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It didn’t take us long to decide that the best way to run the wire was through the attic. We got the ladder and opened the “door” to the attic. Whiskey thought about coming up to help, but decided he wasn’t ready to try climbing a ladder. The biggest kink, which wasn’t much of a problem, is that the air handler blocks the way to the side of the attic we needed to get to. There is a very small gap on the side that I can inchworm through (if I try to do a taller crawl, I get stuck). Once I got over, we quickly figured out where to pull up the insulation to push the wire through and got everything put together in a couple of hours, at the most.

I’m switching the schedule for the blog because of my work schedule this year. I have Mondays and Wednesdays off, so I’m hoping that once things settle in, that will be a better fit.

Dinner, Beer, and Whisky

This past weekend, we went to the Virginia Distillery Company for dinner (BBQ Exchange), beer (Three Notch’d Brewing), and whiskey (Virginia Distillery). I’ve been wanting to go down to check out the distillery for a while, but we’ve never made it down there before now.

I thought the setup of the night was pretty cool. We got there and the introduction was a little overwhelming (“here’s what you do and where you go and have a map”). Once we figured out that the plan for dinner was written on the map, it was a little more manageable.

We started in their visitor center with a drink and little appetizers. From there, the map showed that we were supposed to go to the museum for the main appetizers, so we did. The museum was small, but pretty informative and it was honestly nice that it wasn’t so large that I felt like I had to spend a day there just to look at all the information.

From the visitor center, we went down to the cask house. There, they had biscuits with caramelized onions and I’m not sure what else. They were Tony’s favorite, I think. The cask house was my favorite. I told Tony I wanted to live in there…it smelled like oak and some other things I can’t name. In there, they had their whisky neat. I don’t really know anything about drinking whisky, but it wasn’t terrible.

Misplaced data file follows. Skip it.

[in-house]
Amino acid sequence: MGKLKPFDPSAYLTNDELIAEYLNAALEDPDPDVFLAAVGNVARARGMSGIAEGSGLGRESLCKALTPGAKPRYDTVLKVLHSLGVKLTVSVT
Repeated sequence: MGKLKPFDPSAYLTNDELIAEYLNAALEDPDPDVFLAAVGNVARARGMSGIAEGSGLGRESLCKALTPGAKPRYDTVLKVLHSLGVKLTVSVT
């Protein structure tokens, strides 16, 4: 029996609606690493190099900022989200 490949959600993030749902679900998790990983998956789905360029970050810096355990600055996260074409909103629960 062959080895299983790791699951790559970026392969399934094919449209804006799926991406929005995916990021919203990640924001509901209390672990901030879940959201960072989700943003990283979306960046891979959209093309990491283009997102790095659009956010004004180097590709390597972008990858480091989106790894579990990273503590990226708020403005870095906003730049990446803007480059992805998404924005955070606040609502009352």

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It was interesting to hear them talk about importing their whiskey while they get their operation up and running. To give the imported whisky more of a local flavor while their home-distilled creation is ages, the imported whisky is finished in casks from area wineries before they label and sell it.

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From the cask house, we walked over to their distillation building. Tony and I walked around and peered in containers before the official tour started. It wasn’t their full hour and a half tour of the whole thing, but a maybe 15 minute presentation with just the basics of how whisky is distilled. It was pretty cool that they had grain soaking in one of the tanks and the window was clear enough to see in.

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After the distillation building, we went back up to the visitor center for little pork and beef tacos, which were up to BBQ Exchange’s standards (of course). After dinner was dessert of little pies, but the informative part of the night was over.  We learned a lot and Tony thinks he might want to take some of his out-of-town colleagues down when they’re in town next.